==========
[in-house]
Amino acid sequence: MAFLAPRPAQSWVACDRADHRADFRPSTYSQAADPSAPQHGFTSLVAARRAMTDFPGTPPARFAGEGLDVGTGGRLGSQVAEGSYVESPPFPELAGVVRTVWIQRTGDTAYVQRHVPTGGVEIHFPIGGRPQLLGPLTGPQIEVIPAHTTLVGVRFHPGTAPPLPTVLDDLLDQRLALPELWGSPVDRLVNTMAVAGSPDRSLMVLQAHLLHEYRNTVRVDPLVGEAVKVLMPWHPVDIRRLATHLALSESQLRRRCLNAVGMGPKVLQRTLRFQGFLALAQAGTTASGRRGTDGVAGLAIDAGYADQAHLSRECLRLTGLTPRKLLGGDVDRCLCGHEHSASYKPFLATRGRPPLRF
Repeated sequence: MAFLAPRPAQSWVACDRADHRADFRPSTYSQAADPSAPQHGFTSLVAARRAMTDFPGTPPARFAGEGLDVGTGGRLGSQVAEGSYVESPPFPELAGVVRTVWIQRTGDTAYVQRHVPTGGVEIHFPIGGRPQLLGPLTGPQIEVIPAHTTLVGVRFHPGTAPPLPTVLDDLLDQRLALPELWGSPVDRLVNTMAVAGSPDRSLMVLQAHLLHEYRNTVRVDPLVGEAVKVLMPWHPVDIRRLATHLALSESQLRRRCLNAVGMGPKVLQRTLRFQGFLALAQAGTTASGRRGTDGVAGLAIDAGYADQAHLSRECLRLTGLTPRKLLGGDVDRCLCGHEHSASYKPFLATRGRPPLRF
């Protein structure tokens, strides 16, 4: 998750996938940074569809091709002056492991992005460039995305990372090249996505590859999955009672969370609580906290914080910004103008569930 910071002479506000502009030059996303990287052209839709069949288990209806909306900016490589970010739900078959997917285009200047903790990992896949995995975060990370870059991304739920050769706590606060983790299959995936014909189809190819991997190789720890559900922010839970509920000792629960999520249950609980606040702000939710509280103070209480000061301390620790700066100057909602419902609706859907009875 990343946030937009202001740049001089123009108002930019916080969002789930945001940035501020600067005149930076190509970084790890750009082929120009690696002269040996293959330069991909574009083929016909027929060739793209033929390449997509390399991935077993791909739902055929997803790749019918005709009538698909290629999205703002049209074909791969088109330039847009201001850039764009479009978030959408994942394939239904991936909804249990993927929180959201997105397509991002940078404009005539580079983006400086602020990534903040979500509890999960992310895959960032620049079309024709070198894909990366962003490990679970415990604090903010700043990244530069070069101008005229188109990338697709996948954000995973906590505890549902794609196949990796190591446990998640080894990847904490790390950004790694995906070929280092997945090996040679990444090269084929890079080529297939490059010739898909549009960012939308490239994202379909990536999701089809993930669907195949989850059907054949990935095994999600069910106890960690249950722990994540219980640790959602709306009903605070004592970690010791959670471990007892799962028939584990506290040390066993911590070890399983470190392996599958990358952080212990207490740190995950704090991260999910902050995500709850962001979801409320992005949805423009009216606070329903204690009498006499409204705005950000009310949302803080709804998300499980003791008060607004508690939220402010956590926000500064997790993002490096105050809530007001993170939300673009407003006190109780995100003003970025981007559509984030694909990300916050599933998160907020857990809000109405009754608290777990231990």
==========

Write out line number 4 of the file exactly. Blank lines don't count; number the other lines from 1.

């Protein structure tokens, strides 16, 4: 998750996938940074569809091709002056492991992005460039995305990372090249996505590859999955009672969370609580906290914080910004103008569930 910071002479506000502009030059996303990287052209839709069949288990209806909306900016490589970010739900078959997917285009200047903790990992896949995995975060990370870059991304739920050769706590606060983790299959995936014909189809190819991997190789720890559900922010839970509920000792629960999520249950609980606040702000939710509280103070209480000061301390620790700066100057909602419902609706859907009875 990343946030937009202001740049001089123009108002930019916080969002789930945001940035501020600067005149930076190509970084790890750009082929120009690696002269040996293959330069991909574009083929016909027929060739793209033929390449997509390399991935077993791909739902055929997803790749019918005709009538698909290629999205703002049209074909791969088109330039847009201001850039764009479009978030959408994942394939239904991936909804249990993927929180959201997105397509991002940078404009005539580079983006400086602020990534903040979500509890999960992310895959960032620049079309024709070198894909990366962003490990679970415990604090903010700043990244530069070069101008005229188109990338697709996948954000995973906590505890549902794609196949990796190591446990998640080894990847904490790390950004790694995906070929280092997945090996040679990444090269084929890079080529297939490059010739898909549009960012939308490239994202379909990536999701089809993930669907195949989850059907054949990935095994999600069910106890960690249950722990994540219980640790959602709306009903605070004592970690010791959670471990007892799962028939584990506290040390066993911590070890399983470190392996599958990358952080212990207490740190995950704090991260999910902050995500709850962001979801409320992005949805423009009216606070329903204690009498006499409204705005950000009310949302803080709804998300499980003791008060607004508690939220402010956590926000500064997790993002490096105050809530007001993170939300673009407003006190109780995100003003970025981007559509984030694909990300916050599933998160907020857990809000109405009754608290777990231990």